Minimally invasive surgery less effective than open surgery for cervical cancer

Researchers in two studies found the survival outlook for cervical cancer patients who undergo minimally invasive hysterectomy is worse than those who have open surgery.

By Allen Cone
Two studies found early stage cerival cancer paitnets who undergo a hysterectomy -- a minimally invasive procedure -- have a worse survival outcome than traditional open surgery. Photo by LJNovaScotia/pixabay
Two studies found early stage cerival cancer paitnets who undergo a hysterectomy -- a minimally invasive procedure -- have a worse survival outcome than traditional open surgery. Photo by LJNovaScotia/pixabay

Nov. 1 (UPI) -- Early-stage cervical cancer patients who undergo a minimally invasive hysterectomy have a worse survival outlook than open surgery of the procedure, according to two studies published simultaneously.

Researchers "recommend on only using open surgery for cervical cancer" based on the results of the a epidemiologic study published Wednesday in the New England Journal of Medicine.


And researchers examining a phase 3 trial, published in the same issue of the New England Journal of Medicine also support only open surgery.

Researchers from Harvard Medical School, M.D. Anderson Cancer Center, University of Wisconsin School of Medicine and Public Health and the Herbert Irving Comprehensive Cancer Center at Columbia University participated in the studies.

"Do these studies signal the death knell for minimally invasive radical hysterectomy in cervical-cancer treatment? Not necessarily, but this approach has been dealt a great blow," Dr. Amanda N. Fader, a professor in the Department of Gynecology and Obstetrics at Johns Hopkins School of Medicine, wrote in an accompanying editorial in the journal. "Although the data are alarming, select patient subgroups may still benefit from a less invasive approach.


Cervical cancer is due to the abnormal growth of cells in the cervix that have the ability to invade or spread to other parts of the body.

It is the fourth most frequently diagnosed cancer and the fourth leading cause of cancer-related death in women worldwide. Around 13,240 women will be diagnosed with cervical cancer in the United States this year, according to the American Society of Clinical Oncology.

Current guidelines from the National Comprehensive Cancer Network and European Society of Gynaecological Oncology indicate that laparotomy, which is open surgery, or laparoscopy, which is minimally invasive surgery, is an acceptable approach to radical hysterectomy in patients with early-stage cervical cancer.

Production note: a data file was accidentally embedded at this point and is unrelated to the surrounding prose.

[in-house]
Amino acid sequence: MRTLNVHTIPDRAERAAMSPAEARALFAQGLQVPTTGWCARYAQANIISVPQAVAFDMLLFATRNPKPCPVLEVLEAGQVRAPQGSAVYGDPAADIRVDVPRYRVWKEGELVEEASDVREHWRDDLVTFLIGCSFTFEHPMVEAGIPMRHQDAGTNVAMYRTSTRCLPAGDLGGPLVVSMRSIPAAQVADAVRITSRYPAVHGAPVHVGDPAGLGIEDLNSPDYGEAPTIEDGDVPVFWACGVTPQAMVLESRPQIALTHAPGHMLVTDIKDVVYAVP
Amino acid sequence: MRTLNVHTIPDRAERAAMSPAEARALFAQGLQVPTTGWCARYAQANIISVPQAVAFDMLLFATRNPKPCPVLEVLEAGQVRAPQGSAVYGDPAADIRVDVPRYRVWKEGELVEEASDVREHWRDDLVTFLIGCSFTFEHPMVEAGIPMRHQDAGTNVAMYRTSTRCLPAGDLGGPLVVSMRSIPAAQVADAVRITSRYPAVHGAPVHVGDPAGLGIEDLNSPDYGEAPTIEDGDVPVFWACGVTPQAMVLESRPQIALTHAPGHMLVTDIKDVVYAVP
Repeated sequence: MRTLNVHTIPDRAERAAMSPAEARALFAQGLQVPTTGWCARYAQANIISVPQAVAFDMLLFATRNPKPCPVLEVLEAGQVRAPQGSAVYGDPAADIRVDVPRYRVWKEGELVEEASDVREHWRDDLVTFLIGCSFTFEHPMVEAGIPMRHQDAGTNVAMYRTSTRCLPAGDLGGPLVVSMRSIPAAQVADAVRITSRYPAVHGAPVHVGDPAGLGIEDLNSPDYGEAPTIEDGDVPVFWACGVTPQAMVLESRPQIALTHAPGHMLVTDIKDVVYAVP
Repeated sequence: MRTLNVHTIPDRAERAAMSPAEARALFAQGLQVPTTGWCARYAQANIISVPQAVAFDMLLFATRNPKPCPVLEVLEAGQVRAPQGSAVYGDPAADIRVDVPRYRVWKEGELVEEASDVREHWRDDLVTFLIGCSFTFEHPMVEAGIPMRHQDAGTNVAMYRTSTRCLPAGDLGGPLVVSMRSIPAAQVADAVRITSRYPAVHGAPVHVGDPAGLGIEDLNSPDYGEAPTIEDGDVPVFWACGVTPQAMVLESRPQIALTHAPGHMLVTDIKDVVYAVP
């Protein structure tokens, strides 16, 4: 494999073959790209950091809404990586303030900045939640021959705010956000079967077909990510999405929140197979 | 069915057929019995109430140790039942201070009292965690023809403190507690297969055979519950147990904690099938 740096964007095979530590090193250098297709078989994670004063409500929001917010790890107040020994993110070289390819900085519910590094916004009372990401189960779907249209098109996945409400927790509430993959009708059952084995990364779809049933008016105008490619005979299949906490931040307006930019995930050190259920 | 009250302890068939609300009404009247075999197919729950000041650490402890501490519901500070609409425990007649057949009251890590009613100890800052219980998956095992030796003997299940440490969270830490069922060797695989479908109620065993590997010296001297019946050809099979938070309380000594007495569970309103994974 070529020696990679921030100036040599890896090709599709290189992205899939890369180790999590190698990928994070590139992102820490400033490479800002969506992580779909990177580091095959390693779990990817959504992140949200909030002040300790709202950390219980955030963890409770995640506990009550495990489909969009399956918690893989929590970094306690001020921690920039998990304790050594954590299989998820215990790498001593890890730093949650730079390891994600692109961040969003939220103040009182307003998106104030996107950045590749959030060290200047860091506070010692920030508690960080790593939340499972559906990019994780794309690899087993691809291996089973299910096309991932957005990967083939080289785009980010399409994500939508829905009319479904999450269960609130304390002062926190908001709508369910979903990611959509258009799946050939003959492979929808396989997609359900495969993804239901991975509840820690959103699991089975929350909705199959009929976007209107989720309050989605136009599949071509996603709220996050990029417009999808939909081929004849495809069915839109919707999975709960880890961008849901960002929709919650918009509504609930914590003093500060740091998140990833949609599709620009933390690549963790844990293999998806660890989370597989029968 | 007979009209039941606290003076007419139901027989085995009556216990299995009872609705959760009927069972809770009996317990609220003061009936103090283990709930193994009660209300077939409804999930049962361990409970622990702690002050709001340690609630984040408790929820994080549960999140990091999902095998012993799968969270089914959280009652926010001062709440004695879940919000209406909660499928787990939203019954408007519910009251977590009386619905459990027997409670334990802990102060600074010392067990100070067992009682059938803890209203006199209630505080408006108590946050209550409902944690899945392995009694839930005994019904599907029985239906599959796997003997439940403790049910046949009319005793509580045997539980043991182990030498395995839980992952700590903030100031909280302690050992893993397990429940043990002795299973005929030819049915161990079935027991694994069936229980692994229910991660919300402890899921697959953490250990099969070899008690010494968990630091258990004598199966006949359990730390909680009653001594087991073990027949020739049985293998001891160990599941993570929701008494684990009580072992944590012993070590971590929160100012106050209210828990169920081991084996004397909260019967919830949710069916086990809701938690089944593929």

A hysterectomy is the removal of the uterus, cervix and other parts of the female reproductive system

Since 2006, minimally invasive radical hysterectomy first started to become popular. In 2010, just more than a third of radical hysterectomies were performed with minimally invasive surgery, but by 2013, nearly 60 percent were performed minimally invasively, researchers noted.

In minimally invasive surgery, the abdomen is inflated with gas and very small incisions are made using a camera and long instruments or a robot. Patients sometimes can go home the same day as the procedure, which is much shorter the open surgery.


In the more invasive surgery, there is large laparotomy incision in the middle of the abdomen.

In the epidemiologic study, the risk of death within four years was 9.1 percent among women undergoing minimally invasive surgery compared to 5.3 percent in the open surgery group. This means women who undergo minimally invasive surgery are about 1.65 times more likely to die over this timeframe than if they received open surgery.

"At this point, we would recommend only using open surgery to perform a radical hysterectomy for cervical cancer," co-senior author Dr. Shohreh Shahabi, chief of gynecologic oncology at Northwestern University Feinberg School of Medicine and a Northwestern Medicine physician, said in a press release on the study.

She noted the results are specific to cervical cancer "and minimally invasive surgery is still a great option for other surgeries and cancers."

"Although based on our analyses we cannot explain why minimally invasive surgery is associated with inferior overall survival, possible explanations include the potentially limited extent of tumor removal during minimally invasive surgery, or that tools used during minimally invasive hysterectomy may inadvertently disseminate tumor cells," Shahabi said.

The study examined data from patients in the National Cancer Database from 2010 to 2013, which includes 70 percent of all new cancer diagnoses in the United States.


A total of 2,461 patients had stage IA2 or IB1 cervical cancer who were treated with a radical hysterectomy. About half of these women had open surgery and half had minimally invasive surgery.

In the other study, 319 patients with a mean age of 46 were assigned to minimally invasive surgery and 312 to undergo open surgery from June 2008 through June 2017 at 33 centers. Among all patients, 91.9 percent, had stage IB1 disease.

Of the patients who underwent minimally invasive surgery, 84.4 percent underwent laparoscopy and 15.6 percent robot-assisted surgery. The rate of disease-free survival at 4.5 years was 86 percent with minimally invasive surgery and 96.5 percent with open surgery.

"The strengths of our trial include the fact that it is a prospective, randomized trial evaluating oncologic outcomes of minimally invasive radical hysterectomy," study leader Dr. Pedro T. Ramirez, a professor in the Department of Gynecologic Oncology and Reproductive Medicine at Mzd Anderson Cancer Center, wrote. "It included a large number of centers throughout the world, and all centers were required to demonstrate proficiency in minimally invasive surgery.

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